As has been mentioned in other threads, the first ‘movie’ show in Birkenhead, using pictures projected onto a screen as opposed to the ‘peephole’ Kinetoscope and Mutoscope, was in the Argyle Theatre on Monday, 9th November 1896. It is likely that an Edison Vitascope projector was used for this. The Vitascope had been developed by Francis Jenkins and Thomas Armat in 1895, and on April 23, 1896, the Vitascope made its debut at Koster & Bial's Music Hall in Herald Square, New York City.
In 1896 the Argyle Theatre had only gas lighting, so to power the projector it was necessary to lay electric cables through the streets of Birkenhead. The film show lasted just 5 minutes and was supported by live entertainment.
The projector was placed on the stage and the pictures were projected onto a sheet hung in the auditorium, which must have made it difficult for some of the audience to see the film.
Entrance prices ranged from £1-0-1 for a private box to 6d for a seat on the balcony. Amongst the films shown during that first week were titles such as “Railway Train Arriving at Woodside Station”, “English Cavalry in Aldershot” and “Teasing the Gardener in Birkenhead Park”.
The event was an enormous success, the Birkenhead Advertiser reported:
“The unusual attractions held out to his patrons by Manager Mr Clarke, drew to his cosy hall on Monday and last evening, audiences that filled the hall from floor to roof.
The Monday performance is believed to be the first public showing outside London.
By July 1897, the theatre was using Vitagraph equipment, this was a modified Vitascope projector developed by J. Stuart Blackton and Albert Edward Smith.
By 1912 the Argyle had acquired a Kinemacolor Projector and was advertising films in ‘natural colour’ as opposed to hand tinted films.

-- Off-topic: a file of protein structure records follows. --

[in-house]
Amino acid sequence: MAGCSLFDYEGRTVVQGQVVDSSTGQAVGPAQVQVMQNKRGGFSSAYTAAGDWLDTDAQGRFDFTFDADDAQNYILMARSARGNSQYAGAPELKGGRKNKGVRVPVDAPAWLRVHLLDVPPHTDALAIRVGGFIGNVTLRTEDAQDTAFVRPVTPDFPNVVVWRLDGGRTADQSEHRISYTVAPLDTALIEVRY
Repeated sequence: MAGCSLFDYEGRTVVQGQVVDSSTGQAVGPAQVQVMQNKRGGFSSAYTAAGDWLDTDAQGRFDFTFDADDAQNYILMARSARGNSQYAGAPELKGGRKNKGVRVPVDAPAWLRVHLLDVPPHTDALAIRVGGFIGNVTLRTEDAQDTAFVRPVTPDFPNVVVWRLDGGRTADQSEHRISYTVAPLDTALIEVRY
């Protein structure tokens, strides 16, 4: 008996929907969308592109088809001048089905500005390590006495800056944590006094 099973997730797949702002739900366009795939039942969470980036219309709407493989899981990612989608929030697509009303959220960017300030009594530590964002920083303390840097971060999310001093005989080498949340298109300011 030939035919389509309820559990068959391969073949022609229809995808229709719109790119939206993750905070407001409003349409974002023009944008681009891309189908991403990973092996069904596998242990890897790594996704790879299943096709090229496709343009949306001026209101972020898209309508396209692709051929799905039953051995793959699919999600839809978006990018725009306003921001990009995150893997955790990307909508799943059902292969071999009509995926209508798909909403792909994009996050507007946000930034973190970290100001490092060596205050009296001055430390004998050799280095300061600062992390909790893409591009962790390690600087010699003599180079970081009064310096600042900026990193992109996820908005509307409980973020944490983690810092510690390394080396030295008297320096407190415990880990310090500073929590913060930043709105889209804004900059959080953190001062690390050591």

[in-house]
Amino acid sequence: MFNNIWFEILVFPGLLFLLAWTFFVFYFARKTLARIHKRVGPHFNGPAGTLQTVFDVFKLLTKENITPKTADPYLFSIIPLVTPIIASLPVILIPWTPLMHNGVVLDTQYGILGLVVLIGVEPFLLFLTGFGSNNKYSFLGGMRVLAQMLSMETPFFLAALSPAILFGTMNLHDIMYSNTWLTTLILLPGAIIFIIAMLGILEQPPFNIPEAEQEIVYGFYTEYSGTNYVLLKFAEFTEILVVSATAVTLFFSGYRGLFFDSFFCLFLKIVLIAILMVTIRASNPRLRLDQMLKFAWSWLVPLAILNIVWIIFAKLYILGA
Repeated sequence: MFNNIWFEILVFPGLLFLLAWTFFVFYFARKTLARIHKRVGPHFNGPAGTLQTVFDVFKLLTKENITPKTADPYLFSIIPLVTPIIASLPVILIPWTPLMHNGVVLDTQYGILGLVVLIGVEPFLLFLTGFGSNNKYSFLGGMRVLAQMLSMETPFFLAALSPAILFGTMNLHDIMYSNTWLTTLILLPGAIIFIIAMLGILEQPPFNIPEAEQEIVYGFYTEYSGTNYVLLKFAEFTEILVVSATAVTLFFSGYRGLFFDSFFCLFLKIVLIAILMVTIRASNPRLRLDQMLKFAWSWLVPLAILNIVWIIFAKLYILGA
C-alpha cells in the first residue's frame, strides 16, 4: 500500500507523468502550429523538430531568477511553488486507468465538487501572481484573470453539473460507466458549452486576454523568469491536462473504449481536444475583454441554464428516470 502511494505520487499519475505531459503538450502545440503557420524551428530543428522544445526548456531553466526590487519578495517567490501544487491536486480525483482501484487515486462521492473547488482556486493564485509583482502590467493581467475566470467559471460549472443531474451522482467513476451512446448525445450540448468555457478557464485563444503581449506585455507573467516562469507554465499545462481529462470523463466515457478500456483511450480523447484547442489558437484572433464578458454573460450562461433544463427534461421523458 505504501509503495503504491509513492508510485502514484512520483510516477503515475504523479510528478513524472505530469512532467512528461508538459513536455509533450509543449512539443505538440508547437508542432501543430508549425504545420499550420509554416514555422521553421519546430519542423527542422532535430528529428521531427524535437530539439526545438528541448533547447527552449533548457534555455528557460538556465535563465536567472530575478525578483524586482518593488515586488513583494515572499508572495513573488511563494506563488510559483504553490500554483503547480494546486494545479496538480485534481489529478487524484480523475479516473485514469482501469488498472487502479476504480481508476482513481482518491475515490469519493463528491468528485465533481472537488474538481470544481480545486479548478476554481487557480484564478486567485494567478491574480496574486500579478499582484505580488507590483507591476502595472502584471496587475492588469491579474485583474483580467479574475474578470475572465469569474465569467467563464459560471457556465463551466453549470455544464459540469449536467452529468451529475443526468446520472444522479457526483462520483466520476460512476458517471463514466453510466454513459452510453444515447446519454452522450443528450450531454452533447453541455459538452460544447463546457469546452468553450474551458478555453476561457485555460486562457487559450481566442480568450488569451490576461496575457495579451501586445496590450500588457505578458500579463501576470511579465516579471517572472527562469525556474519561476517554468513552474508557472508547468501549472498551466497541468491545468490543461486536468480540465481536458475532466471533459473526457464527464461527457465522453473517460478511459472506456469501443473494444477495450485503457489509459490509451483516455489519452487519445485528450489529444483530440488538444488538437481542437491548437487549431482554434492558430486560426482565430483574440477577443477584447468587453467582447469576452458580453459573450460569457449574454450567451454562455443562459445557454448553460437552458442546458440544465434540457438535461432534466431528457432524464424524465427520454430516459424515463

The Kinemacolor process was developed by George Albert Smith, and Charles Urban, it worked by recording colour information on black and white film stock. The camera was fitted with a filter wheel in front of the lens, alternate frames were filmed through red and green filters. The projector had a similar filter wheel. The 35mm film ran at 32 frames per second, twice the speed of normal film.
The Kinemacolor projector from the Argyle still exists, although in modified form. When the remains of the theatre were demolished in 1972, the projector was presented to the Williamson Art Gallery and Museum by Mr Gerald Clark.
The projector is number 19 and was manufactured in 1910, two years after the process was first demonstrated.
In 2008, to celebrate the centenary of Kinemacolor, David Cleveland, former Director of the East Anglian Film Archive and Brian Pritchard started a project to show Kinemacolor films using an original projector. The Williamson were prepared to lend them the Argyle projector, as long as any modifications made could be removed so that it could be returned it to its original museum condition.
The Argyle projector had, at some time, been converted to show black and white films (probably about 1916) so the filter wheel and various other parts had to be re-manufactured to restore the projector to working condition. It was also necessary to replace the old carbon arc lamp with a modern light source.
The restoration was completed, and a selection of films was shown at the British Film Institute National Archives at Berkhamsted on 25th February 2008, one day before the centenary of the first public performance.